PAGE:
The Casualties of the Healthcare Law

by Family Research Council

August 30, 2012

As we close out this historic month of August, 2012, I cant help but comment on a very sad day that marked the start of a new moment in American history. The infamous contraceptive mandate began its implementation stage on August 1, 2012, and on this day the landscape of the separation of Church and State as we have known it in the United States was drastically altered. On that day groups were forced to violate religious dictates and consciences on such matters as insurance coverage of contraceptives and abortion-inducing drugs.

Those who have been following this debate will well remember that one year ago, the department of Health and Human Services used its regulatory power to mandate that the full range of Food and Drug Administration approved contraceptives be included in all health insurance plans, minus a very small group of religious employers, namely places of worship.

A massive public outcry ensued this decision, resulting in the Obama Administration announcing a purported accommodation last February (one that is yet to be worked through in any level of detail) as well as a one year safe haven for certain religious employers while they worked through the logistics of violating their consciences.

Organizations that do not fulfill the safe haven criteria include businesses, and groups that must not have provided any kind of contraception coverage before the February 10th regulation was issued. A number of lawsuits have been filed in response, including many asking for immediate injunctions against the mandate set to begin on Wednesday.

So who are the first casualties of the healthcare law? One such group is Weingartz Supply based out of Ann Arbor,Michigan. The organization provides supplies for lawn-mowing and snow removal. Until now the business, owned by a Catholic has not included contraception coverage, but now will be required to do so. Representing Weingartz and a Catholic business organization, Legatus, the Thomas More Law Center in Michigan filed a suit asking for an injunction from the mandate, but a hearing has not yet been set despite a May filing.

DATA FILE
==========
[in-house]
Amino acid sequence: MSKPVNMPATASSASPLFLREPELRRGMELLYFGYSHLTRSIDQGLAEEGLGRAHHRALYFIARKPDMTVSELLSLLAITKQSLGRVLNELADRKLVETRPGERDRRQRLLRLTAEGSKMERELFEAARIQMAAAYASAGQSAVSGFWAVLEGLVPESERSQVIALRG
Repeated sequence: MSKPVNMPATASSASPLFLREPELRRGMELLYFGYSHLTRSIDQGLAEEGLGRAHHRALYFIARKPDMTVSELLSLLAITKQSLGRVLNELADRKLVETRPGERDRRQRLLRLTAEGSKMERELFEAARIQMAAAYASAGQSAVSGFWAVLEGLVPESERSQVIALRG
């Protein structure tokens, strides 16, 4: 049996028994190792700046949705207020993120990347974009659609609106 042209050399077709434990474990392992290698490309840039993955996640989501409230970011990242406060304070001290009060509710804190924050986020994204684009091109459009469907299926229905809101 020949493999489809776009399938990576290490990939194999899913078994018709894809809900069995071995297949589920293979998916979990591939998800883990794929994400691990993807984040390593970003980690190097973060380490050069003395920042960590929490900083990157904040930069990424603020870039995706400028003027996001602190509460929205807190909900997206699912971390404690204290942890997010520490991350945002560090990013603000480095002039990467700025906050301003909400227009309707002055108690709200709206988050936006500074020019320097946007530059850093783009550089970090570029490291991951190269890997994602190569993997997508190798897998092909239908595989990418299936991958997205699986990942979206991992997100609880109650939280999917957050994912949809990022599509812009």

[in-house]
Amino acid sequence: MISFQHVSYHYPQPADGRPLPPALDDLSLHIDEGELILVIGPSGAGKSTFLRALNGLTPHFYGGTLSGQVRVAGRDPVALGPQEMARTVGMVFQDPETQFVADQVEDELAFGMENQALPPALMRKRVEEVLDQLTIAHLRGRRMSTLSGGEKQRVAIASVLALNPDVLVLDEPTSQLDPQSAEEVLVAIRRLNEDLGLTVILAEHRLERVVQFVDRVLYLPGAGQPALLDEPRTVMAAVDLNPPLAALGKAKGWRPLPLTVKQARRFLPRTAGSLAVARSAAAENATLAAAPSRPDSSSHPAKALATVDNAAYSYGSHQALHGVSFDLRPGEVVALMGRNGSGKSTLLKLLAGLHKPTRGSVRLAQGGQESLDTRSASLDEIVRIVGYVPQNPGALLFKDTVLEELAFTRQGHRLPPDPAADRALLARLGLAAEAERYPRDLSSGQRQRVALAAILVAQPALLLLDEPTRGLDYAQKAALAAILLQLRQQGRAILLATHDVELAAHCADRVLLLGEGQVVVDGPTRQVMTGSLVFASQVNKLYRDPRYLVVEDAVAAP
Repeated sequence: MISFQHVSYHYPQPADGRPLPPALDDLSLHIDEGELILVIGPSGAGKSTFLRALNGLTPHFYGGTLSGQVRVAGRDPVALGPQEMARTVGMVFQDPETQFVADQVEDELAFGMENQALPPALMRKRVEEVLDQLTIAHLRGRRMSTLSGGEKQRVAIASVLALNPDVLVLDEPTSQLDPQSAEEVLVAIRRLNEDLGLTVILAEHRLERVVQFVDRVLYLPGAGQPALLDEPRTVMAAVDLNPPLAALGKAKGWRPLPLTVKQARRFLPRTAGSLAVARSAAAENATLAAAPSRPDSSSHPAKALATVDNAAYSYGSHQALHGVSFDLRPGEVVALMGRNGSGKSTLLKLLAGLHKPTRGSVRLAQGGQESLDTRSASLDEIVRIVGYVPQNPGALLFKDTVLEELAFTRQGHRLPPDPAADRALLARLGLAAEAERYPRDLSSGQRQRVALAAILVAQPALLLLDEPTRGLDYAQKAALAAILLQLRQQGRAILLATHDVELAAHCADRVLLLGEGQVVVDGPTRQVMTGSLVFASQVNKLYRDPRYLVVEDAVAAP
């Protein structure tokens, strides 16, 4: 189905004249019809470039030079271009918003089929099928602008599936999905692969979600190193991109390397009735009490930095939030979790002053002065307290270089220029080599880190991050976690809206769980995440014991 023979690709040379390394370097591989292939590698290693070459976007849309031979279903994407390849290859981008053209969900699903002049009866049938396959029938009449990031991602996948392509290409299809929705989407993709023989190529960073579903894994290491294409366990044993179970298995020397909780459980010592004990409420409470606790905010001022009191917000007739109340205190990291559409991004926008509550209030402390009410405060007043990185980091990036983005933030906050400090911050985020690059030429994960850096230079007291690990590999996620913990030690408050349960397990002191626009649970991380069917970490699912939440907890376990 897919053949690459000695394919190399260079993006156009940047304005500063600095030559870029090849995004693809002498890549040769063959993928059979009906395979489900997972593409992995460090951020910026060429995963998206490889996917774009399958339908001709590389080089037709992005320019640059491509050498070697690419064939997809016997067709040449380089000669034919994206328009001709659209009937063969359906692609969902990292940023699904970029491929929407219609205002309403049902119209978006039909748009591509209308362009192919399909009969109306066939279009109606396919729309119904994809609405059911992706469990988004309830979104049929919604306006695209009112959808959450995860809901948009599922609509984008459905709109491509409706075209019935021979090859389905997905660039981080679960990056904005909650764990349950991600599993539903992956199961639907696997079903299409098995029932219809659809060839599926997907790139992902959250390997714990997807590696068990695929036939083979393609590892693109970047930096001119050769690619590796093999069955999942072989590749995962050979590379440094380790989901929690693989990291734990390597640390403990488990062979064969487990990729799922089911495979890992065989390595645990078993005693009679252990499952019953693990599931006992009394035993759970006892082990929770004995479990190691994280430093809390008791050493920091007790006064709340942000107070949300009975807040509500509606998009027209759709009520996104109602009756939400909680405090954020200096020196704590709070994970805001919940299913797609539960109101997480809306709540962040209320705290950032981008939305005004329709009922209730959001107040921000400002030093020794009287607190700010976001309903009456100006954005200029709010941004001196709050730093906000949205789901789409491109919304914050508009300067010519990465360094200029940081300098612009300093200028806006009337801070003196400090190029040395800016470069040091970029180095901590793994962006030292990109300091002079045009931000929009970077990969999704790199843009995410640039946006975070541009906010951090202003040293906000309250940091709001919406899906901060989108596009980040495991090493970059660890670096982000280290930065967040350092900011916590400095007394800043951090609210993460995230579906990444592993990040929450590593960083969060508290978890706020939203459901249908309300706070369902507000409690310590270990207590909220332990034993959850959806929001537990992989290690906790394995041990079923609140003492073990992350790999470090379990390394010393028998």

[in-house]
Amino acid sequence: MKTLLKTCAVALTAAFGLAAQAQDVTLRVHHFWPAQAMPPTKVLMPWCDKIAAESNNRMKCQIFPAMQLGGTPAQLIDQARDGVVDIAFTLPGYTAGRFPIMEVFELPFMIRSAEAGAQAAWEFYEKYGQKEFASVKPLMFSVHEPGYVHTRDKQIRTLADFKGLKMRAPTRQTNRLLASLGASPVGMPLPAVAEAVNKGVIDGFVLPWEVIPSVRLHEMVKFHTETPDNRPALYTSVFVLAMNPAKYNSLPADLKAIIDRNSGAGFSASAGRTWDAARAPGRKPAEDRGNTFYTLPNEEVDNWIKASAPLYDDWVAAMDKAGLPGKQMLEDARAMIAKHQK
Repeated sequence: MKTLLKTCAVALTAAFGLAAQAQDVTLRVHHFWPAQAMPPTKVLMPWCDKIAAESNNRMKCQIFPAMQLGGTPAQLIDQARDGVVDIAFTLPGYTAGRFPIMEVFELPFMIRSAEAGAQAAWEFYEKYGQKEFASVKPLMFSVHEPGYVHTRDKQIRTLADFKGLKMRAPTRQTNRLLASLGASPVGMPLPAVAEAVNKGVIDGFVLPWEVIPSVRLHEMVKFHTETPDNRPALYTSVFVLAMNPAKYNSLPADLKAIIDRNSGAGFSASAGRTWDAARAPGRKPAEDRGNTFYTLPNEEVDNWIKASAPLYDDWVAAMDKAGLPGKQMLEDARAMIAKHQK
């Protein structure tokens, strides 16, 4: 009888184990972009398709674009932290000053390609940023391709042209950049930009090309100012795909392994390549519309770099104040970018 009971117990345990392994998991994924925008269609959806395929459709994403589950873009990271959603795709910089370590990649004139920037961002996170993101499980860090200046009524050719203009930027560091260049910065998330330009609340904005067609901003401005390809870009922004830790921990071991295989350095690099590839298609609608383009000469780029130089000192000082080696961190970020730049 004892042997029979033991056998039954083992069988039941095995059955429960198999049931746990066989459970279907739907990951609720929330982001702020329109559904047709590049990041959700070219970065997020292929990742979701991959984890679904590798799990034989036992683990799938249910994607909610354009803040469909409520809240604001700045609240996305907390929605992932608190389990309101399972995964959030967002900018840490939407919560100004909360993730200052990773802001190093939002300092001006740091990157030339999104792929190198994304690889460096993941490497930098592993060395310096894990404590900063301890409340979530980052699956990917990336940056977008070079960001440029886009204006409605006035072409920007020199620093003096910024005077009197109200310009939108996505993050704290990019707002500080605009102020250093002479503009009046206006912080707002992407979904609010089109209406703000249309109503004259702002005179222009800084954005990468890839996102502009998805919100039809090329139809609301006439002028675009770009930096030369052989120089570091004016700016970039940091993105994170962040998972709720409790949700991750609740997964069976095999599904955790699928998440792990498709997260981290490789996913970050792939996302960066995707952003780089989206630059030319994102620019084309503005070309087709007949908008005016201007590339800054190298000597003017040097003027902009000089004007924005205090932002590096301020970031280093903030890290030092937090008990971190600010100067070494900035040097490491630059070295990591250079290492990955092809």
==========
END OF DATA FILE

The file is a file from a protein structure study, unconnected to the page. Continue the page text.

Similarly, a family-owned heating and cooling business in Colorado, Hercules, sought and received a temporary injunction the Friday before the mandate was to be implemented. But the injunction is specific to their family business, other groups are not covered.

Other casualties of the healthcare law include insurers and participants in the individual market who must to comply with the HHS Mandate as well as schools that have already removed health insurance coverage because of the HHS Mandate. To date this includes Franciscan University of Steubenville, Ohio as well as Ave Maria University in Florida. Note the irony, given that the goal of the healthcare law was to have more people covered, not less.

By far the vast majority of religious groups impacted by this mandate will feel the pinch once the safe harbor period (and the election) is over.

As we reflect upon this defining moment in history where HHS has in essence used regulatory power to redefine Church and State relations, I can still find comfort in the balance of power existing in our U.S. democratic system. The constitutionality of this regulation will ultimately be decided by the courts, where approximately 50 suits related to the HHS mandate currently wait to be heard.

Wheaton President Explains their Fight for Religious Freedom

by David Christensen

July 20, 2012

Kathryn Jean Lopez at National Review Online posted an insightful interview with Wheaton Colleges President, Philip Ryken. Wheaton College is known for being conservative in the sense of being evangelical, but it is not a political right wing institution. Its quite telling that President Ryken admits to being not overly political, yet, this HHS mandate on religious organizations was an eye opener. As recounted in Kathryns piece:

I am only moderately engaged in political issues,Wheatons president adds, and so it has been interesting to observe how precious liberties appear to me when they are in danger of being taken away. This has sort of awakened for me a latent passion for religious liberty. And I think plenty of our board members would say the same thing.

To read the full article, see here.